Word of mouth has always been one of the most effective ways to grow a business. People take ads with a grain of salt, but they tend to trust friends and relatives when told that a certain movie is great or a new restaurant has fantastic food. Pre-internet, such “trustworthy” spread of news and subsequent growth was a slow, but generally steady, affair, dependent on face-to-face or telephone chats between friends. Today, a website can go viral in a matter of hours, thanks to the power of networking sites like Twitter.
What makes Twitter unique and worth a serious look by any company interested in harnessing it for advertising purposes is its timeliness. It was founded on the premise of “What are you doing right now?” instantfamez It uses text messages for instant messaging, popping them straight onto connected users’ cell phone or computer screens in real time, without an email filter in between. Twitter messages are limited to 140 characters. Short, sweet, to the point, and all given a sense of urgency by that “right now” hook.
While the majority of Twitters involve things like “I’m driving to work” or “I’m eating peas, yuck,” well-directed Twitters like “I just found the coolest shoes at ABC Company” set up grounds for action by the recipient. Say that a sociable person with a cell phone and a host of “followers” discovers your site. She thinks it’s the hottest thing she’s seen in weeks. She Twitters. A fast 140 characters later, and all 270 of her Twitter contacts have been informed of your site. How many of them subsequently check it out and tell their friends depends on what they’re doing at that precise instant or on how much they like her taste in shoes. But you can bet that a certain percentage will. Whether from genuine interest or boredom or a general desire to participate, some will pass the word on to their friends, who pass it on to their friends . . . all at the speed of network connections.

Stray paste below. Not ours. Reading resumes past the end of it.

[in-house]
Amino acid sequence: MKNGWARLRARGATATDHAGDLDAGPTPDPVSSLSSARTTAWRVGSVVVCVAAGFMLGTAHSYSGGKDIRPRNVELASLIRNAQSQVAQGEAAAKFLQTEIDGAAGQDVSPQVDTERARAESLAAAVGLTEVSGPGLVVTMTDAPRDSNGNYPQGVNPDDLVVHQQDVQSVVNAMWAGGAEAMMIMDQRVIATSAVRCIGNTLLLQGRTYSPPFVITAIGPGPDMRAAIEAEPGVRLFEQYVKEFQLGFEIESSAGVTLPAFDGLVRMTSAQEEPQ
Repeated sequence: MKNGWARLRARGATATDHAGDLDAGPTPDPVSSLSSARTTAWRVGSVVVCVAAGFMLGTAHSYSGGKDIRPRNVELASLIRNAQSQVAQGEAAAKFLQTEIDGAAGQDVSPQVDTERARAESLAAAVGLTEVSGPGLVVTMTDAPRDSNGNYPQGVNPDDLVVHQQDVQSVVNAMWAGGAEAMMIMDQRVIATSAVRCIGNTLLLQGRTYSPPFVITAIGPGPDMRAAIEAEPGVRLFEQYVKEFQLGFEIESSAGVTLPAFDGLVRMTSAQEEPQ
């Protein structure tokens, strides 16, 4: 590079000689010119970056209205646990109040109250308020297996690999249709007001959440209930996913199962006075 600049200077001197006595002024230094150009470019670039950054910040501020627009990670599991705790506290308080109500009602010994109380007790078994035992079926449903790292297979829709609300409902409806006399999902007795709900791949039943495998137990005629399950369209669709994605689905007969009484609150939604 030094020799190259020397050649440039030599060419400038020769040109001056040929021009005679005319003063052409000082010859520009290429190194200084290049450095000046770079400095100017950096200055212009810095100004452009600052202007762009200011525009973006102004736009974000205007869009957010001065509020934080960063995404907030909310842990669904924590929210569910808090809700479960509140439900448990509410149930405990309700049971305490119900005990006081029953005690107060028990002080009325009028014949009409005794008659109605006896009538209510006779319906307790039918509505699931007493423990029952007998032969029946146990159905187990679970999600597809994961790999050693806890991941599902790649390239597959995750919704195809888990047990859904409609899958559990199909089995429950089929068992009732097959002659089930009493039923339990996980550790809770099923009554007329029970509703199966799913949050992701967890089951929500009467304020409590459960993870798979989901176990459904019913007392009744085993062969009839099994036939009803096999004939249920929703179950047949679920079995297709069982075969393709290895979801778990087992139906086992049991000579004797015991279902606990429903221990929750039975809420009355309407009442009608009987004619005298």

Think of the possibilities when a determined marketer sets out to build a brand, capture email addresses, and generate “buzz” via a cell-phone network that is growing every second around the world. Twitter, by its immediacy and its brevity, captures at a glance the busy, tech-savvy people taking a quick break from work, the young people using cell phones to stay connected with friends, the traveler killing time at the airport. It is the perfect blend of technology and human networking, and businesses would be foolish not to try and capitalize on its power.
Most people who watch the video think it is some kind of bizarre joke, although the lyrics are supposedly profound. After its upload, the video received millions of views and spawned several parodies. But the main point in all this is that an ordinary person can reach the masses overnight, possibly get a recording contract, and quickly cash in before everyone wakes up and asks “what were we thinking?”